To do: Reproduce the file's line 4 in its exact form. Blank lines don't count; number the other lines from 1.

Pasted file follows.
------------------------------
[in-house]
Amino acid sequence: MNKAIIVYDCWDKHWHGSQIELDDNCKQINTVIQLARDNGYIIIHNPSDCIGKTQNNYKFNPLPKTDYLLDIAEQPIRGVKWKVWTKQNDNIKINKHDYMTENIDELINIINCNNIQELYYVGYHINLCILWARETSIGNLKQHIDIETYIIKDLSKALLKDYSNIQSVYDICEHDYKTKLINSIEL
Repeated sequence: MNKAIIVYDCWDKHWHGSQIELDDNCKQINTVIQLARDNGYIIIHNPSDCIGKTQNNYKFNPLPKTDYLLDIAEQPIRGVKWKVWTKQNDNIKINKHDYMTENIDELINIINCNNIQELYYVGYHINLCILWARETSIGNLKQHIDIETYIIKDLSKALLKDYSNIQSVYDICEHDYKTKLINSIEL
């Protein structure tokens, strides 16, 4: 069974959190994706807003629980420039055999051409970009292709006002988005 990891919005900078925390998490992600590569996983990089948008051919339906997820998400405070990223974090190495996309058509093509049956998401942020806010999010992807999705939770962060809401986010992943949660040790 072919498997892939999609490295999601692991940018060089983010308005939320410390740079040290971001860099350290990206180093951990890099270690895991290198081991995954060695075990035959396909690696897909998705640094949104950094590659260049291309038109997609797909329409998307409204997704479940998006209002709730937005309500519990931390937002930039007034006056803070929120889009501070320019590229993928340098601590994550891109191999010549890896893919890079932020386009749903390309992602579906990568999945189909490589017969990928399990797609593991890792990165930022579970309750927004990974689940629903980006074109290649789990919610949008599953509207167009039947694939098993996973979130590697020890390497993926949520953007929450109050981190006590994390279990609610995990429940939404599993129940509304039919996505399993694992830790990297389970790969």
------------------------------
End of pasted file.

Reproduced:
């Protein structure tokens, strides 16, 4: 069974959190994706807003629980420039055999051409970009292709006002988005 990891919005900078925390998490992600590569996983990089948008051919339906997820998400405070990223974090190495996309058509093509049956998401942020806010999010992807999705939770962060809401986010992943949660040790 072919498997892939999609490295999601692991940018060089983010308005939320410390740079040290971001860099350290990206180093951990890099270690895991290198081991995954060695075990035959396909690696897909998705640094949104950094590659260049291309038109997609797909329409998307409204997704479940998006209002709730937005309500519990931390937002930039007034006056803070929120889009501070320019590229993928340098601590994550891109191999010549890896893919890079932020386009749903390309992602579906990568999945189909490589017969990928399990797609593991890792990165930022579970309750927004990974689940629903980006074109290649789990919610949008599953509207167009039947694939098993996973979130590697020890390497993926949520953007929450109050981190006590994390279990609610995990429940939404599993129940509304039919996505399993694992830790990297389970790969």